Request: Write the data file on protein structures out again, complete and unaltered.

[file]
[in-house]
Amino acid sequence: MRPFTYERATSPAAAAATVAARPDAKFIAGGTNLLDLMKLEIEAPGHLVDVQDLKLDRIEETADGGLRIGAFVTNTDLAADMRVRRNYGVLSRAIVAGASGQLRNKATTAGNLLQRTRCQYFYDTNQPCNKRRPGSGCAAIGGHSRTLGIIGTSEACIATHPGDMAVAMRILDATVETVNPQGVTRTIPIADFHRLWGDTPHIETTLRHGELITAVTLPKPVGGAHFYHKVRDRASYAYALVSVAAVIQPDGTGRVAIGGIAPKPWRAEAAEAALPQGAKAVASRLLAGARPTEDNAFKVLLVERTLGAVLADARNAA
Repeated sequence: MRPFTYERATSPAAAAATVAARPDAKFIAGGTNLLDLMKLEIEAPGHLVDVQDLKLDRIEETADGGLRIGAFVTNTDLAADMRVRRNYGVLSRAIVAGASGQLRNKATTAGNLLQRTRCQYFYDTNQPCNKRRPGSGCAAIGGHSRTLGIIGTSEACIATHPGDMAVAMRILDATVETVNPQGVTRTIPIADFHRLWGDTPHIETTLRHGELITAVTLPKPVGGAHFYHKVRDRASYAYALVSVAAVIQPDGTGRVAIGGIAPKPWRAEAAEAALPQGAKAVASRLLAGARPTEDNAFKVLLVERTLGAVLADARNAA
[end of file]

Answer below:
[in-house]
Amino acid sequence: MRPFTYERATSPAAAAATVAARPDAKFIAGGTNLLDLMKLEIEAPGHLVDVQDLKLDRIEETADGGLRIGAFVTNTDLAADMRVRRNYGVLSRAIVAGASGQLRNKATTAGNLLQRTRCQYFYDTNQPCNKRRPGSGCAAIGGHSRTLGIIGTSEACIATHPGDMAVAMRILDATVETVNPQGVTRTIPIADFHRLWGDTPHIETTLRHGELITAVTLPKPVGGAHFYHKVRDRASYAYALVSVAAVIQPDGTGRVAIGGIAPKPWRAEAAEAALPQGAKAVASRLLAGARPTEDNAFKVLLVERTLGAVLADARNAA
Repeated sequence: MRPFTYERATSPAAAAATVAARPDAKFIAGGTNLLDLMKLEIEAPGHLVDVQDLKLDRIEETADGGLRIGAFVTNTDLAADMRVRRNYGVLSRAIVAGASGQLRNKATTAGNLLQRTRCQYFYDTNQPCNKRRPGSGCAAIGGHSRTLGIIGTSEACIATHPGDMAVAMRILDATVETVNPQGVTRTIPIADFHRLWGDTPHIETTLRHGELITAVTLPKPVGGAHFYHKVRDRASYAYALVSVAAVIQPDGTGRVAIGGIAPKPWRAEAAEAALPQGAKAVASRLLAGARPTEDNAFKVLLVERTLGAVLADARNAA